According to academics, the translation form of exchange rate risk does not affect the market value of a firm and as a result should not be managed by corporate managers. Research to date, however, suggests that many multinational companies (MNCs) actively monitor and manage their translation exchange risk. Thus, either corporate management fail to understand the irrelevant nature of this risk or there are other factors that need to be considered. This paper extends the current literature by examining these issues; in particular, it examines whether MNCs continue to manage their translation exchange rate risk and if so what their reasons are for the specific practices. Results suggest that the gearing ratio, itself a measure of risk, is largely responsible for the management of the translation process. Further, some companies seek to manage their ‘profit and loss translation exchange risk,’ a ‘risk’ resulting from the impact of the translation process on the profit and loss account. Preferred management strategies include the currency denomination of debt and use of financial instruments such as forward contracts. Capital market imperfections reflected in binding loan covenants, agency theory problems and the assumption of inefficient market behaviour explain the observed corporate management behaviour.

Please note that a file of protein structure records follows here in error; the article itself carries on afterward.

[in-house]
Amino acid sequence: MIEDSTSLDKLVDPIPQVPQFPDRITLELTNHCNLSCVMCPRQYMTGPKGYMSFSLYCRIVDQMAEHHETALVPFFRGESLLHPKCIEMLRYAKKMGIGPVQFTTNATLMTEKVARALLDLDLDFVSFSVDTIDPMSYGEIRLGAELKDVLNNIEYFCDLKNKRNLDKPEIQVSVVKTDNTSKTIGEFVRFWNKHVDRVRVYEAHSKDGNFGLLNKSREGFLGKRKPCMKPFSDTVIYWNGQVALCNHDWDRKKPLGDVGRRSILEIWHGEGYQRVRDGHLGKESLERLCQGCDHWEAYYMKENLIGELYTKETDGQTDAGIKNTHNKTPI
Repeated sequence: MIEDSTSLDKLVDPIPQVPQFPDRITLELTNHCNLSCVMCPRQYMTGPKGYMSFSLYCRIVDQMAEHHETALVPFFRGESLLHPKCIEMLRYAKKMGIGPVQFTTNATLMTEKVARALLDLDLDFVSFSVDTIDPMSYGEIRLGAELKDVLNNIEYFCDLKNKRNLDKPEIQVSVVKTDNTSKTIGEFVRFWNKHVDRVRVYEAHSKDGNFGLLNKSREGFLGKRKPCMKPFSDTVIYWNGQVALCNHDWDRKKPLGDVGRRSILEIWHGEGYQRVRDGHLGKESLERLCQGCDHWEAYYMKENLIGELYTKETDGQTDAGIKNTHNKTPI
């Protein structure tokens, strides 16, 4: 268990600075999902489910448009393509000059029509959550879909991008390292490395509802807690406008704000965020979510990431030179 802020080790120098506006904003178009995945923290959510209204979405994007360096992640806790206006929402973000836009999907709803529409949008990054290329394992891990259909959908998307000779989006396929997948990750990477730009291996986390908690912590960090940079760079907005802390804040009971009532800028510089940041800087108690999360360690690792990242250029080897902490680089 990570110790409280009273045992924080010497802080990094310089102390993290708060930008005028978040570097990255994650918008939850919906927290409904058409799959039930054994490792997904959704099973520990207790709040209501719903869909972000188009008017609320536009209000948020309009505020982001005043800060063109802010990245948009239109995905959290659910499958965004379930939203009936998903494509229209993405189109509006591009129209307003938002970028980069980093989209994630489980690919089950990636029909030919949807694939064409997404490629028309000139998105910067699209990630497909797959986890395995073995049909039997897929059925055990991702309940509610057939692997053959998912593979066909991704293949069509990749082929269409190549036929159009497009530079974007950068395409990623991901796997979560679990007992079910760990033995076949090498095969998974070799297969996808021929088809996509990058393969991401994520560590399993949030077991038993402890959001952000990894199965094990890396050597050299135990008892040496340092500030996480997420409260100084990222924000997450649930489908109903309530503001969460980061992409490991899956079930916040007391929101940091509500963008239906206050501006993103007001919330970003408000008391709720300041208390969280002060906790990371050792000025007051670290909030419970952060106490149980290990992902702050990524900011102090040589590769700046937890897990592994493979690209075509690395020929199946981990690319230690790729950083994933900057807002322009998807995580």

Dhanani, A. (2001), "The management of translation exchange rate risk in multinational companies: A note ", Journal of Applied Accounting Research, Vol. 6 No. 2, pp. 30-54. https://doi.org/10.1108/96754260180001027Download as .RIS
MCB UP Ltd
Copyright © 2001, MCB UP Limited